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Parents Need to Know is a newsletter written by Craig Collison, MD, pediatrician with Mount Nittany Physician Group.
 
Wheezing in small children
 
 
 
   

Infants and young children are at risk for respiratory illnesses that involve wheezing as a major symptom. Wheezing is a noise that sounds like a highly-pitched squeak usually when breathing out. It can be associated with a dry, tight, hacking cough and also nasal flaring. The muscles in a child’s neck, ribs and abdomen can also retract as they move the child’s breaths in and out.

The two most common wheezing illnesses in young children are bronchiolitis and reactive airway disease. Infants and children can also have actual asthma and wheezing from non-infectious triggers such as allergies, irritants such as cigarette smoke, and temperature (usually cold). The following is a description of these scenarios and how to respond appropriately if your child wheezes.

Bronchiolitis is an illness that only affects infants, usually under one year of age. It is most commonly triggered by RSV (Respiratory Syncitial Virus). RSV is very prevalent during the winter months in the United States and causes the common cold in adults and older children. Young infants are susceptible to a lung infection when the bronchioles (small airways) in the lungs are inflamed and filled with mucus, causing wheezing, coughing and possibly respiratory distress. This susceptibility comes from immature defenses in the young infant’s lungs compared to older children and adults. On exam, infants with bronchiolitis will have wheezing and trouble breathing that can sometimes lead to albuterol and oxygen treatment. Premature babies are even more susceptible to RSV and its breathing complications. We are fortunate to now have a vaccine (Synagis) to protect premature babies against RSV.

 
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Bilingual households and speech strategies
 
 
 
   

With Penn State here in the Centre Region, we have many children in our practice who grow up in bilingual houses. These children are sometimes a little slower in their speech development but end up being fluent in both languages at a very young age.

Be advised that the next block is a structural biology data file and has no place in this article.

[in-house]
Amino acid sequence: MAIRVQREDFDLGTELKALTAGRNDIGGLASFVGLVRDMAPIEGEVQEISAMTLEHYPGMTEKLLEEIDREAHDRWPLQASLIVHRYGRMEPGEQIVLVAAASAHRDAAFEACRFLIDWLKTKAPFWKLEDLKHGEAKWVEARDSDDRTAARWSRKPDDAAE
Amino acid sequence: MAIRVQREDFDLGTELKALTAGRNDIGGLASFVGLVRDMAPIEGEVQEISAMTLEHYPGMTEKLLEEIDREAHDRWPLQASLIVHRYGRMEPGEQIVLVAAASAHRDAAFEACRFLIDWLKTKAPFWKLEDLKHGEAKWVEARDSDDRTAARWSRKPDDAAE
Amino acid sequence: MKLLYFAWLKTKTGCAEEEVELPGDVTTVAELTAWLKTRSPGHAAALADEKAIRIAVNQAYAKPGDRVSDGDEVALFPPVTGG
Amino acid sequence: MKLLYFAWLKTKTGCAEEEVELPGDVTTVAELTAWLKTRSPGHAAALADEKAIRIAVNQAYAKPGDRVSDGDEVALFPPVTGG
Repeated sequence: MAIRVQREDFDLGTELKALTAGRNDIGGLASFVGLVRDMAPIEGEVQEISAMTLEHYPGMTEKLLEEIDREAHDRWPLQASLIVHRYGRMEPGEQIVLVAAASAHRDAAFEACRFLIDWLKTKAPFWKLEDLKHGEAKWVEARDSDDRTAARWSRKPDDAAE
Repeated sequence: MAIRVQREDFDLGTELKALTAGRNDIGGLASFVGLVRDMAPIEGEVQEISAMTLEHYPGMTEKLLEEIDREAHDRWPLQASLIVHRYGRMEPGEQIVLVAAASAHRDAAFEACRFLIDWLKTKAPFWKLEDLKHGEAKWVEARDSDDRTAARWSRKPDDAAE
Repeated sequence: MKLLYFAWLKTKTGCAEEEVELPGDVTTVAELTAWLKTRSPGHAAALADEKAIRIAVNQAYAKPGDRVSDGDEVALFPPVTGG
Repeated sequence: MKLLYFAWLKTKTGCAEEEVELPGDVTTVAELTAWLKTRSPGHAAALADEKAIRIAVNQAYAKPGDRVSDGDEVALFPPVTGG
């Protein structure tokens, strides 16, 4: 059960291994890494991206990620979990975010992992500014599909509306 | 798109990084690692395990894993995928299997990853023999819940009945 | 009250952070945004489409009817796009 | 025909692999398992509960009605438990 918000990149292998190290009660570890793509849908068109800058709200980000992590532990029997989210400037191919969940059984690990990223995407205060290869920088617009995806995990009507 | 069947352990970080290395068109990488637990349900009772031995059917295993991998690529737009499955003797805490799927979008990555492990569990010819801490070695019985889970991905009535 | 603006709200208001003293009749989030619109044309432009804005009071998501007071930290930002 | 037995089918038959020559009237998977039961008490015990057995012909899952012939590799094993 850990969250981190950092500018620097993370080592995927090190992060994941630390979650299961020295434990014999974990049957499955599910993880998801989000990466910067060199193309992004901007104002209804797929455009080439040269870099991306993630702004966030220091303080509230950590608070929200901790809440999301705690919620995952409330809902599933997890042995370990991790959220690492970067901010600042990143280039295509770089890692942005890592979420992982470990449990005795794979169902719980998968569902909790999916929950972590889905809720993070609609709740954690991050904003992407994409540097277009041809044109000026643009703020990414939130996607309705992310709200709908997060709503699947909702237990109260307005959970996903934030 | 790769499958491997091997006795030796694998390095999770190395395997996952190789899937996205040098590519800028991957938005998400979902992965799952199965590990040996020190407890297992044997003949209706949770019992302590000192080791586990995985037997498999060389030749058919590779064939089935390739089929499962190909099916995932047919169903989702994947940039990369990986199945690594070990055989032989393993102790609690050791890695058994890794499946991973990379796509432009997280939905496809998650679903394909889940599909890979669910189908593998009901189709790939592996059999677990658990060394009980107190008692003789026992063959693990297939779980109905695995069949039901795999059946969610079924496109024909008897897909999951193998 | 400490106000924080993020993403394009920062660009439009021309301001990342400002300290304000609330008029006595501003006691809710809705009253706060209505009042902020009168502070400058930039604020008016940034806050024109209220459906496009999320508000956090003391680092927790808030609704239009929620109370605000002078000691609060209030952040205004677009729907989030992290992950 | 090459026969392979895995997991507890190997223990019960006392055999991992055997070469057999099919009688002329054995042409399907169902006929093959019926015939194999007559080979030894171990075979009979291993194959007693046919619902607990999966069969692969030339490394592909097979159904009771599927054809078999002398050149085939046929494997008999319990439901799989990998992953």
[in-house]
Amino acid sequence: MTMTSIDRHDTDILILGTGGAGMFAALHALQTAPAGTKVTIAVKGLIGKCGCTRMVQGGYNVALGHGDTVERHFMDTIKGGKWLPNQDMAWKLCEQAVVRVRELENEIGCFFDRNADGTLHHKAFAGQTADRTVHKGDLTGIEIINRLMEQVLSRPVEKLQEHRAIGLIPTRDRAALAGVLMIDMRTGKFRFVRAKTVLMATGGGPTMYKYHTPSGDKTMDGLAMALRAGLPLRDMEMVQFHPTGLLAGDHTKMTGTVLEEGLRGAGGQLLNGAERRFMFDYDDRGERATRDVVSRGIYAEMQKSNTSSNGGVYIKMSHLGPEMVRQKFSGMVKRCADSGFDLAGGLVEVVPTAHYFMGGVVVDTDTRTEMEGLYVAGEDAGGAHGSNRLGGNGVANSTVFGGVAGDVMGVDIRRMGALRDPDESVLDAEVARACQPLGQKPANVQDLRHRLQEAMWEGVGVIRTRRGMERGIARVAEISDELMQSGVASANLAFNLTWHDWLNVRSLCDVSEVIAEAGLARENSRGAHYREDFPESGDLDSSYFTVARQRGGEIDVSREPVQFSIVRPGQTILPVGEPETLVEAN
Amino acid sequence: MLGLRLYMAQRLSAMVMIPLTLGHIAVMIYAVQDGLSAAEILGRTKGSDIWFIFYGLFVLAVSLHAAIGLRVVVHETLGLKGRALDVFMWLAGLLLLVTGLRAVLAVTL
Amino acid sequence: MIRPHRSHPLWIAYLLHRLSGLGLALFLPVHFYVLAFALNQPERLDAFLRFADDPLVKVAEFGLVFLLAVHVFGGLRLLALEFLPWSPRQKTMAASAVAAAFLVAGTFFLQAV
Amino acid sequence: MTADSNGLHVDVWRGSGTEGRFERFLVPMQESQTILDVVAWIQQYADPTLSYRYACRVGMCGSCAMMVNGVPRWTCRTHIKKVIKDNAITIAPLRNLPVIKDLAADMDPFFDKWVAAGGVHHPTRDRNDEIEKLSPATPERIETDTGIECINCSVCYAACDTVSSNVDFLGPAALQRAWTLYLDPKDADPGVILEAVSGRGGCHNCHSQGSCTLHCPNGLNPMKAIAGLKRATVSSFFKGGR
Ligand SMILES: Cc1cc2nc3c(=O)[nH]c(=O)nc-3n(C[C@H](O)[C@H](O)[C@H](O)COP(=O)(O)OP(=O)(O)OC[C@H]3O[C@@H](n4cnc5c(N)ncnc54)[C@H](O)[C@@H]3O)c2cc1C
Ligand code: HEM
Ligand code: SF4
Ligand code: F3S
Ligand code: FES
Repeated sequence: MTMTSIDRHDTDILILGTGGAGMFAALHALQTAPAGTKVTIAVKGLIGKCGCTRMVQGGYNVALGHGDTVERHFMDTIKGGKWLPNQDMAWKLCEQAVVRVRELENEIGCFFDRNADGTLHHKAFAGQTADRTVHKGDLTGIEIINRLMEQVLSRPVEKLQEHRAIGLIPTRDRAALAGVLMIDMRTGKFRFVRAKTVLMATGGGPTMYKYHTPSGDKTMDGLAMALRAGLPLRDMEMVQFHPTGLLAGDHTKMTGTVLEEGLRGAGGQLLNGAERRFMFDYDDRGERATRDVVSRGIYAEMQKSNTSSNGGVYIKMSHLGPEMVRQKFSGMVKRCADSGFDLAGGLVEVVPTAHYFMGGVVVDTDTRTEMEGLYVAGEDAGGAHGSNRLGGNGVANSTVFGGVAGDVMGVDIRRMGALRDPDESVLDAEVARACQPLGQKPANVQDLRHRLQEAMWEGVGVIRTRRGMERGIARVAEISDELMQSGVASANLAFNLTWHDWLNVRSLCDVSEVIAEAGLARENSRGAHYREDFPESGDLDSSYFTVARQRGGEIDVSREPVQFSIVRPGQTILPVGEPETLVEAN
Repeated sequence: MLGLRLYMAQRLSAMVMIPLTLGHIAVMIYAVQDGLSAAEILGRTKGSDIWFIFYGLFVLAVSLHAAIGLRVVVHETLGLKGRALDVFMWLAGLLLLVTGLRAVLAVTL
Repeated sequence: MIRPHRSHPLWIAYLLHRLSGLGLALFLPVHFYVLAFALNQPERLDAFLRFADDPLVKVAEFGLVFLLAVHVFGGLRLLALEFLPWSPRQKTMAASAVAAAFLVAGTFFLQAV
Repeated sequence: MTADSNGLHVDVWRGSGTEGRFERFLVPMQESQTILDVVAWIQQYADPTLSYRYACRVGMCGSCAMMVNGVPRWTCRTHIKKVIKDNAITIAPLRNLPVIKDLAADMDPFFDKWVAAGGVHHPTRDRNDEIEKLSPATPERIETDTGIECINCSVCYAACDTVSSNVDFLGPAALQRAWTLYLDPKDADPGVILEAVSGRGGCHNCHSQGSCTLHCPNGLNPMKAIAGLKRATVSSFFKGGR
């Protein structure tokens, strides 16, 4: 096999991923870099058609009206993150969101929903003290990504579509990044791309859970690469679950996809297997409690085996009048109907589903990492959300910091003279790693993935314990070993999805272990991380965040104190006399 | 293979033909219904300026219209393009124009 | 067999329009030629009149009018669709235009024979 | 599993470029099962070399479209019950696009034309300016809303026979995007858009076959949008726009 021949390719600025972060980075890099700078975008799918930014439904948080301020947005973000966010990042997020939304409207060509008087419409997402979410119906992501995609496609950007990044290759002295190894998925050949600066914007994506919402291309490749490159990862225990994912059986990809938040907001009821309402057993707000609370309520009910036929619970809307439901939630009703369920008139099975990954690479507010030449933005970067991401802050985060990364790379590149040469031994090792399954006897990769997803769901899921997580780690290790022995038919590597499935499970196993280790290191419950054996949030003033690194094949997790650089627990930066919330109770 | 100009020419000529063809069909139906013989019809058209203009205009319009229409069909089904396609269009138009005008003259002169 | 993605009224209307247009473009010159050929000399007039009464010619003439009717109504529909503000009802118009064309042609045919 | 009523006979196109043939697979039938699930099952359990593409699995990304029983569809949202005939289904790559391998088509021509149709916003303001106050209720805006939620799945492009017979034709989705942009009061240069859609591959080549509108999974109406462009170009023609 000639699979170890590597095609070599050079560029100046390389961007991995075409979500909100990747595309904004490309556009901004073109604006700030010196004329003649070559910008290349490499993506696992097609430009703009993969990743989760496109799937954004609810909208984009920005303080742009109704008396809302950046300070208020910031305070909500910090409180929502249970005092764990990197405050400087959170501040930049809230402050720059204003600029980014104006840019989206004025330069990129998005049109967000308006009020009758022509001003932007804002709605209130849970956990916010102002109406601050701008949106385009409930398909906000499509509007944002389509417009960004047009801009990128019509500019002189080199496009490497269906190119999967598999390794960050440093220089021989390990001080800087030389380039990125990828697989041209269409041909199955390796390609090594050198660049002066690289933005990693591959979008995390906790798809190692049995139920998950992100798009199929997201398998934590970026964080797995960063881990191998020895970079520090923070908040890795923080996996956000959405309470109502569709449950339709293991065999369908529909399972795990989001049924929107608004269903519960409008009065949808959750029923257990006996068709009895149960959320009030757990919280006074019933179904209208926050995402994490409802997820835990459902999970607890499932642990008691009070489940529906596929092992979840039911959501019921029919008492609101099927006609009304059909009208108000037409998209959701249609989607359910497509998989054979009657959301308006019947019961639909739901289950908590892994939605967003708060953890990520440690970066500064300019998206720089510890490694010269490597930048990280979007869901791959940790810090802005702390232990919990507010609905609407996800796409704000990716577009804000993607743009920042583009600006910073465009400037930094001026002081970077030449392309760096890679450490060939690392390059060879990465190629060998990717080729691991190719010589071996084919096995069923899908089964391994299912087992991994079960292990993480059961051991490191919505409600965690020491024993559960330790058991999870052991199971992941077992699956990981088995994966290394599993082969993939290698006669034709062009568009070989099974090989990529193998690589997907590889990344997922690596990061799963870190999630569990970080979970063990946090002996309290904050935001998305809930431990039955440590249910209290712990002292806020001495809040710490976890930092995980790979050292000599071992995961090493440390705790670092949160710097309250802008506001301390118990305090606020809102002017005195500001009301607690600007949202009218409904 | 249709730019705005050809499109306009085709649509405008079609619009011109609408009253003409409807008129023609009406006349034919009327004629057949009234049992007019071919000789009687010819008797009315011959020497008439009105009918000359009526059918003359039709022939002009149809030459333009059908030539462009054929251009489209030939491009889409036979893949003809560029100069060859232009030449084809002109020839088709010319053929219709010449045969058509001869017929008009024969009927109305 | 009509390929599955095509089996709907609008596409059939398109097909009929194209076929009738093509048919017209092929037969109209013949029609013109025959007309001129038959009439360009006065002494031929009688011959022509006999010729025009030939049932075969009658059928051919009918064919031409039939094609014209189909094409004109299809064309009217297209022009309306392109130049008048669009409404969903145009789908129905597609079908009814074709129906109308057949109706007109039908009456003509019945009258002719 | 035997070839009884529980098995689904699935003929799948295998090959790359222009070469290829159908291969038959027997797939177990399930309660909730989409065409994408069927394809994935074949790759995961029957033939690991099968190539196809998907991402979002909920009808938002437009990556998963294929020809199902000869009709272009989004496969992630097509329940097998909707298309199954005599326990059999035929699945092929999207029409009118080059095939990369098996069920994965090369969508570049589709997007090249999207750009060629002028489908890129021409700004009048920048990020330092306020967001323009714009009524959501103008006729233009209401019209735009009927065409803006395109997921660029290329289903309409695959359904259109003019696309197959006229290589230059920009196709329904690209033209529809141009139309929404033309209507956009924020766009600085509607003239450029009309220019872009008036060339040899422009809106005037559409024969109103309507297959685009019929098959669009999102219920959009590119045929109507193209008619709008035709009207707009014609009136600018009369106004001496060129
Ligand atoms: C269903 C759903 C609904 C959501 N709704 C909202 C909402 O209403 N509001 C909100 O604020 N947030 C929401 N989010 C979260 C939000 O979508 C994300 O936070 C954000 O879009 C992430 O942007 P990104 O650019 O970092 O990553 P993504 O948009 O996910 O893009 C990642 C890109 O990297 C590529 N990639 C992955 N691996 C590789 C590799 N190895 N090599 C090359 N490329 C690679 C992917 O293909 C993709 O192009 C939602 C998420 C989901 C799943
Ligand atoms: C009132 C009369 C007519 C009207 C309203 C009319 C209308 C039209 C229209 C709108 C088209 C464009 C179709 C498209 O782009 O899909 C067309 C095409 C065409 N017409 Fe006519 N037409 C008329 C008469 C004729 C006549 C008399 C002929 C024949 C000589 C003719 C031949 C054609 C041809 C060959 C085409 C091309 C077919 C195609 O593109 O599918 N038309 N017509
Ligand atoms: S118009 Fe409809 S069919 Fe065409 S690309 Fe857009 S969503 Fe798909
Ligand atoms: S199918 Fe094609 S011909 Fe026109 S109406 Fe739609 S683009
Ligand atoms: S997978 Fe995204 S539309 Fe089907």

A recent study from the University of British Columbia (UBC) and Universite Paris Descartes reports that babies as young as seven months old can begin to learn two different languages – even if those languages have different grammatical structures.

The study, which was presented at the 2013 Annual Meeting of the American Association for the Advancement of Science in Boston, finds that infants use pitch and duration cues to decipher between languages that have opposite word orders, like English and Japanese.

 
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Ask the pediatrician: Omega-3 supplement beneficial to children?
 
 
 
   

Dr. C.,

Is it beneficial for children to take an Omega-3 supplement if they are not eating fish at least two times a week? I have also read that Omega-3 may be beneficial to children who exhibit signs for ADHD. How true is this?

This is a very good question – and we are starting to see some studies on this and hopefully some concrete answers. There are definite benefits from having Omega-3’s in our diet from birth through old age. Below is a review of Omega-3s from WebMD that I think does a good job explaining what Omega-3s are and their benefits. We don’t talk about this much in my practice, and maybe we should be looking at this closer. Hope this helps.

What are Omega-3s?

Omega-3s are essential fatty acids - we need them for our bodies to work properly. One of their most important benefits is that they seem to have an anti-inflammatory effect.

 
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Pediatric ACL injuries – how treatment can prevent long-term issues
 
 
 
   

As the number of children participating in sports continues to grow, we are seeing more significant injuries of the knee, including anterior cruciate ligament (ACL) tears.

According to an article in the February issue of Journal of the American Academy of Orthopaedic Surgeons, ACL injuries were once considered rare in children and adolescents. Now these injuries are on the rise “whether they result from year-round training, less free play or increased single sport concentration,” said lead study author and pediatric orthopedic surgeon Jeremy Frank, MD, with Joe DiMaggio Children’s Hospital’s Department of Pediatric Orthopaedics and {U18} Sports Medicine in Hollywood, FL.

The article states, “Until a child’s bones have fully matured (in girls, typically by age 14; in boys, age 16), an injury to the ACL – the primary, stabilizing ligament of the knee joint – requires special consideration, treatment and care to ensure appropriate healing and to prevent long-term complications.”

 
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Recent product recalls announced
 
 
 
   

Here are just a few recent product recalls as announced by the US Consumer Product Safety Commission. For the most up-to-date recall information, please visit www.cpsc.gov and click on the Recalls tab from the home page.

Name of Product: Triaminic® Syrups and Theraflu Warming Relief® Syrups

Hazard: These child-resistant caps can fail to function properly and enable the cap to be removed by a child with the tamper-evident seal in place, posing a risk of unintentional ingestion and poisoning. These products contain acetaminophen and diphenhydramine, which are required by the Poison Prevention Packaging Act to be sealed with child-resistant packaging.

Incidents/Injuries: The firm has received 12 reports of children unscrewing the locked caps, including four reports of children ingesting the product. One child required medical attention.

 
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